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NASA Juno probe shows eerie atmosphere of gas giant Jupiter, See Pic

NASA Juno probe shows eerie atmosphere of gas giant Jupiter, See Pic

The US space agency NASA’s Juno spacecraft has beamed an incredible image of the scary atmosphere of the largest planet of our solar system — Jupiter. Scientists have enhanced the colors of the image to make it look more appealing which also really brings out eerieness of gas giant.

The stunning photo looks no less than an art by Picasso. Jupiter completely fills the image, with only a hint of the terminator (where daylight fades to night) in the upper right corner, and no visible limb (the curved edge of the planet).

JunoCam imager installed aboard the Juno spacecraft captured the beautiful view of turbulent clouds on the Northern hemisphere on Dec. 16, 2017, at 9:43 a.m. PST (12:43 p.m. EST) from 8,292 miles (13,345 kilometers) above the tops of Jupiter’s clouds, at a latitude of 48.9 degrees. Scientists have taken 5.8 miles/pixel (9.3 kilometers/pixel) as the spatial scale.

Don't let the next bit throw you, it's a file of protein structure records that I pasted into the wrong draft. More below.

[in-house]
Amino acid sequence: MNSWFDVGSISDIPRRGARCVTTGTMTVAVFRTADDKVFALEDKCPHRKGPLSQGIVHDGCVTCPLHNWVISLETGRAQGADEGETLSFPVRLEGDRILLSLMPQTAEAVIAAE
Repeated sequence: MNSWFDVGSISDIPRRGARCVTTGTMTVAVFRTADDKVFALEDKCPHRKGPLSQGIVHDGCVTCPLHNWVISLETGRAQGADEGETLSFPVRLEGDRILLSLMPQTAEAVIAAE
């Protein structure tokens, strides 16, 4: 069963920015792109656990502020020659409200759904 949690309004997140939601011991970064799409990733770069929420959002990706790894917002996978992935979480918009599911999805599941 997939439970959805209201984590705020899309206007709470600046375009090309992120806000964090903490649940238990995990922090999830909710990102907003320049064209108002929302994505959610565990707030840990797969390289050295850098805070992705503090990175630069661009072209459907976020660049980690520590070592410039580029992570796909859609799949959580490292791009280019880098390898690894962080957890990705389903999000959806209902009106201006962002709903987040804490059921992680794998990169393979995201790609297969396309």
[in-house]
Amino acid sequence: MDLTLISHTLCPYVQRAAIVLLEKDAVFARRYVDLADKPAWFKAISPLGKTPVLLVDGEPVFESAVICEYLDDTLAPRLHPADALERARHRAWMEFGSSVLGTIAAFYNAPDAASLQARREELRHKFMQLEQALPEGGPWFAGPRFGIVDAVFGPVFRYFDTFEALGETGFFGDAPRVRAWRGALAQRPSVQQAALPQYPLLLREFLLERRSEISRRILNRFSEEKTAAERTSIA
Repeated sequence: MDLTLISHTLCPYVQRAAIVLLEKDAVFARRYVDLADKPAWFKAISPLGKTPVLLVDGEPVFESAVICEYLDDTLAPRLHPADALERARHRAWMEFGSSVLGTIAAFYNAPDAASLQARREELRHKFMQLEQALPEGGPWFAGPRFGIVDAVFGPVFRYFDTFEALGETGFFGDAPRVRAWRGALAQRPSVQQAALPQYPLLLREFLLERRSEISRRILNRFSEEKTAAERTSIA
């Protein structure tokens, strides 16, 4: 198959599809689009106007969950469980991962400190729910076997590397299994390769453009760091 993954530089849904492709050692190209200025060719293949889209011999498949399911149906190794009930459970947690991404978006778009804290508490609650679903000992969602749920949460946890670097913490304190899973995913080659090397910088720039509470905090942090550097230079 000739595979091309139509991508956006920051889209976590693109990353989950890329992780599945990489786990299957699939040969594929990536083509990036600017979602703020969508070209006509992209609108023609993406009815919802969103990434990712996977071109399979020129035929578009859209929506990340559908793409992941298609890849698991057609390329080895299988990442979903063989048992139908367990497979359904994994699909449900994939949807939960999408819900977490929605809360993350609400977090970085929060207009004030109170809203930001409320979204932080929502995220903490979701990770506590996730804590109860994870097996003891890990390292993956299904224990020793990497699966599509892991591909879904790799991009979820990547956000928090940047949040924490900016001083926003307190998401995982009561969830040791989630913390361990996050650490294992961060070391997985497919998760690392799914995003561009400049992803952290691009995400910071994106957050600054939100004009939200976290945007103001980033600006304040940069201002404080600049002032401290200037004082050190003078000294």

Thanks to citizen scientists Gerald Eichstädt and Seán Doran who took the pain to process the image and enhanced its color that truly popped out the weirdness of the scene.

The spacecraft took off from Cape Canaveral, Florida, on Aug 5, 2011, and reached Jupiter on July 4, 2016.

Moreover, JunoCam imager is a color camera installed aboard Juno Spacecraft which also serves as one of the eyes of the probe. The imager was installed on the spacecraft public engagement, and it is of no use for scientists and for research purposes.

JPL manages the Juno mission for the principal investigator, Scott Bolton, of Southwest Research Institute in San Antonio. Juno is part of NASA’s New Frontiers Program, which is managed at NASA’s Marshall Space Flight Center in Huntsville, Alabama, for NASA’s Science Mission Directorate. Lockheed Martin Space Systems, Denver, built the spacecraft. Caltech in Pasadena, California, manages JPL for NASA.

You can see all the images captured by Juno spacecraft here.

About the author

Dave Mustaine

Dave, one of the associate writers at Science Examiner, has been taking care of all the space-related coverage. He loves to write about the latest happenings in space, and before joining Science Examiner, Dave was a part of the editorial board of a local magazine.

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